Overall Demo Compilation Vol. 1 is a frequently convincing gathering of songs and ideas that showcases Baule's offering as a composer and musician beautifully. A collection worth exploring.

Eric Baule — Demo Compilation Vol. 2

48:11, 64:30
Eric Baule - Demo Compilation Vol. 2
CD 1: Treasures From The Deep - Liberation (5:16), Synchronic Beauty (5:23), Gallery Of Diminished Nightmares (5:09), Keep Shining (4:59), Pare (4:10), Silent Trip (5:44), She Is So Beautiful (4:10), Suspicious Cat (1:56), Far From Here (5:22), Spring Disease (5:44)
CD 2: Reflecting Circles - Ancestral Voyage (5:02), Grateful Essence's Tale (5:08), Island (7:06), Guiding Light (4:14), Carved In Stone (4:25), Dangerous Red Level (7:01), Loving The Alien (5:52), Despertar a primavera (2:36), Thrash Trance Europe Express (4:39), Sailor's Sea Of Wonders (6:46), Alabada Búsqueda Del Cuidado (6:49), Watching And Waiting (4:52)
Jan Buddenberg

Coinciding with Baule's Demo Compilation Vol 1 (see above review) one finds the (re-)release of Demo Compilation Vol 2 which includes Treasures From The Deep and Reflecting Circles. The contents of the former have not changed as far as I can tell, but the latter has undergone several changes, like its song order and mix. The most significant and noteworthy improvement is the addition of three new tracks, which shifts the own material/cover needle now favourably towards Baule's own compositions.

Liberation's entrance of engaging, melodic, instrumental Cody Clegg prog-metal with its atmospheric cosmic drifting pull gets Treasure From The Deep off to a good start, followed by the equally attractive Synchronic Beauty, which brings a enchanting continuation of Baule's previously encountered singer/songwriter credentials. Songs like Keep Shining, She's So Beautiful and Far From Here float by in a similar rippling manner. Buale creates gently entertaining and varied songs surrounded by a beautiful, atmospheric shimmering with intricate light and gracious melodies. The Spanish-sung composition Pare is also of note here with Baule bringing out the best of his sensitive and brilliantly moving guitar play.

Amidst these relaxed compositions one finds an unexpected surprise with trashy, doom-like metal of Metallica in Gallery Of Diminished Nightmares. A minor set-back is the fairly basic and tinny drum play and a muddled darkness of sound, but despite this it's a solid demonstration of Baule's instrumental skills, much like the catchy Suspicious Cat which shortly emits Baule's inner Steve Morse. Finally we have Spring Disease's heavenly spacious album conclusion, with a fearful, echoing tinge of psychedelic Pink Floyd and repetitive mild space rock atmospheres. This ends the album on an astral high.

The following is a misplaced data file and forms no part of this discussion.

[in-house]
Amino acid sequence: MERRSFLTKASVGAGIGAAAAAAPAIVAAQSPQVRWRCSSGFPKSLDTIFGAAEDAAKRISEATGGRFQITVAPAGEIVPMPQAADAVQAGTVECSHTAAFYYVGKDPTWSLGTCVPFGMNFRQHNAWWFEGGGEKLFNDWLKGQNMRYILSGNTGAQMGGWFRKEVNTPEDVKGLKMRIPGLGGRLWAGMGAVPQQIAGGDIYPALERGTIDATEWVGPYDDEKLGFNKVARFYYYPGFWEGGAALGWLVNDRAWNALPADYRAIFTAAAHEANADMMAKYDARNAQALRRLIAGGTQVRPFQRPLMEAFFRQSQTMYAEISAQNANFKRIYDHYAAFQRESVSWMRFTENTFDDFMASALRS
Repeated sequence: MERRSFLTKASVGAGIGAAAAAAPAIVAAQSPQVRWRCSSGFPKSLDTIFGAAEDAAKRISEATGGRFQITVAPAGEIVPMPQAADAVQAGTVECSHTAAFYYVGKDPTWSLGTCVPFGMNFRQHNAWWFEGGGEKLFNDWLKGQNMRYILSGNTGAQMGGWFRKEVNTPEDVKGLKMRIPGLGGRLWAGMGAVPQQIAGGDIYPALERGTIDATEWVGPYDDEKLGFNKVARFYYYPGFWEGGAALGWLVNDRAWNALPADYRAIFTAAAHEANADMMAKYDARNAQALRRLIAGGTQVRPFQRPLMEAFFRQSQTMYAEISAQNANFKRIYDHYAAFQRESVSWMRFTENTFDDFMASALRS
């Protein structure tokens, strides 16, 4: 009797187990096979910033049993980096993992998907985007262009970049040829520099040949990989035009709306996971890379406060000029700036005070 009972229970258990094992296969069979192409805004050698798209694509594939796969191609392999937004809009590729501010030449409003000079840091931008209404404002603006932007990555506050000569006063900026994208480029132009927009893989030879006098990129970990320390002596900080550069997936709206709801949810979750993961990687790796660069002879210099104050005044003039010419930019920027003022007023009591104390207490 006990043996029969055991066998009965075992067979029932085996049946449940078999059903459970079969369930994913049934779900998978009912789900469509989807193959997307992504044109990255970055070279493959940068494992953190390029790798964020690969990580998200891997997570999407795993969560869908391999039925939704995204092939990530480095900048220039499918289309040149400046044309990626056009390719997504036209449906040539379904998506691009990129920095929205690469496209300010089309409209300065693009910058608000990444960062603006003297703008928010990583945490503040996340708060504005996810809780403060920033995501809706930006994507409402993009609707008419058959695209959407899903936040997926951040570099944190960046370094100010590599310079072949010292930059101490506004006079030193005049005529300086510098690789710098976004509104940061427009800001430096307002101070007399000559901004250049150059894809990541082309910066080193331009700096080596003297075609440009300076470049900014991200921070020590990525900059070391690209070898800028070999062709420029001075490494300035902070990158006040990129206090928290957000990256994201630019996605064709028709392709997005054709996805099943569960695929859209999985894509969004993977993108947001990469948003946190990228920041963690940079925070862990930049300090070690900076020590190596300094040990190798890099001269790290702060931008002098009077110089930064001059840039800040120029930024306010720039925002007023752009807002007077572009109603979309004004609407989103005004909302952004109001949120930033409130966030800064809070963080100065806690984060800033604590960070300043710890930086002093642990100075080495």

Reflecting Circles' newly-added opening song Ancestral Voyage resonates in much the same way. Wandering through airier atmospheric passages and uplifting prog-metal segments, it expresses a lush, early-70s sound that harbours echoes of Syd Barrett's Pink Floyd. Returning to acoustically-guided melodies in Graceful Essence's Tale, laced with dreamy guitar leads, the second new composition Island continues the album's dreaminess with excellent guitar play and sophisticated intensity in the song's coda. Both of these show a growth in Baule's voice, and together with Sailor's Sea Of Wonders, the third new song, they delightfully illustrate Baule's current musical identity.

Continuing with warming spiritual serenity in Guiding Light and Carved In Stone, Baule then wades into a series of covers, some more surprising than others. Highlights among these are the pleasantly-surprising guitar treatments inserted into Kraftwerk's Trash Trance Europe Express and the identifying Baule-twist given to David Bowie's Loving The Alien. The assault of Dangerous Red Level, a King Crimson medley that stays compelling and entertaining throughout, is however once again challenged by weakness in the drum department. Rounding-off with Watching And Waiting by The Moody Blues, the album comes to a warm and folky finish with a (not so surprising) Barclay James Harvest touch.

Demo Compilation Vol. 2 showcases a finer consistency in comparison to Volume 1, fully aided by the three new compositions found on Reflecting Circles. As such it's a more mature and 'finished product' that leaves a great impression. I am slightly more attracted to Volume 1, which is just a matter of taste. These two releases make me look forward to Baule's other projects and future efforts from Bauluna.

Hopefully Baule will issue a new batch of CDs for those interested, and the ones already having missed out on the first limited run of 50 copies. For in a short conclusion, both volumes are a fine set of attractive compilations that deserve to be heard and discovered.

The C Sides Project — Purple Hearts Corner

The C Sides Project - Purple Hearts Corner
Fields (8:08), Into Clouds (12:07), Bremen (10:39), Engine Down (10:57), Purple Hearts Corner (12:29)
Ignacio Bernaola

We have reviewed previous albums by The C Sides Project before, but I must admit that I hadn't heard of them before. There are so many bands out there, that sometimes one can miss great albums while trying to find the hidden good things in others. Luckily, and by absolute chance I picked this album from our pipeline. In fact, I picked this one and also their latest release from 2021 because both albums are part of the same project, with a single story told across the two albums.

For those also interested in their previous releases, you can check our good reviews of 10 Days, We Are Now, and Devitrification.

Note from the editor

With or without 'The'. With or without the hyphen. With or without "project" and any combination of the above! Subtle differences in the way that the band write their name on different albums and platforms does not help in searching for their albums, but we think we have covered all of them now!